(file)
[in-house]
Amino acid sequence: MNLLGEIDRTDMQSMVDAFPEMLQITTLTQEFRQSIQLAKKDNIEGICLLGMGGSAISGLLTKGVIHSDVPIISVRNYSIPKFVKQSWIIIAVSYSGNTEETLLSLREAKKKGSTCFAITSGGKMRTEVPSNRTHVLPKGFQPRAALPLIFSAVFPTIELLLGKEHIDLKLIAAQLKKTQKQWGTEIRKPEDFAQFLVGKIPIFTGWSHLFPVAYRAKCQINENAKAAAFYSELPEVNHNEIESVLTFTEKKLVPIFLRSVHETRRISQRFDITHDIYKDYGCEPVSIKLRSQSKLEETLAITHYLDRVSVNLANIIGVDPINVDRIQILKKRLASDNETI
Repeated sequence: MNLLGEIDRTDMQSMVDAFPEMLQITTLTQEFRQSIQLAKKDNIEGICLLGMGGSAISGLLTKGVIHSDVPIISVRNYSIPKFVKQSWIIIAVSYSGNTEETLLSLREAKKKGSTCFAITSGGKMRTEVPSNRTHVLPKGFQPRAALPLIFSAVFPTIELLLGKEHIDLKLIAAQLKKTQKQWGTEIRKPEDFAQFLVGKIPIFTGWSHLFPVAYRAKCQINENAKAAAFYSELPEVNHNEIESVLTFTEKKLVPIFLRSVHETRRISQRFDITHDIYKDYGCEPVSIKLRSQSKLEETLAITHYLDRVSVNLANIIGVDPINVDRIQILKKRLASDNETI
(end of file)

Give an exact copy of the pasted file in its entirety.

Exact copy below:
[in-house]
Amino acid sequence: MNLLGEIDRTDMQSMVDAFPEMLQITTLTQEFRQSIQLAKKDNIEGICLLGMGGSAISGLLTKGVIHSDVPIISVRNYSIPKFVKQSWIIIAVSYSGNTEETLLSLREAKKKGSTCFAITSGGKMRTEVPSNRTHVLPKGFQPRAALPLIFSAVFPTIELLLGKEHIDLKLIAAQLKKTQKQWGTEIRKPEDFAQFLVGKIPIFTGWSHLFPVAYRAKCQINENAKAAAFYSELPEVNHNEIESVLTFTEKKLVPIFLRSVHETRRISQRFDITHDIYKDYGCEPVSIKLRSQSKLEETLAITHYLDRVSVNLANIIGVDPINVDRIQILKKRLASDNETI
Repeated sequence: MNLLGEIDRTDMQSMVDAFPEMLQITTLTQEFRQSIQLAKKDNIEGICLLGMGGSAISGLLTKGVIHSDVPIISVRNYSIPKFVKQSWIIIAVSYSGNTEETLLSLREAKKKGSTCFAITSGGKMRTEVPSNRTHVLPKGFQPRAALPLIFSAVFPTIELLLGKEHIDLKLIAAQLKKTQKQWGTEIRKPEDFAQFLVGKIPIFTGWSHLFPVAYRAKCQINENAKAAAFYSELPEVNHNEIESVLTFTEKKLVPIFLRSVHETRRISQRFDITHDIYKDYGCEPVSIKLRSQSKLEETLAITHYLDRVSVNLANIIGVDPINVDRIQILKKRLASDNETI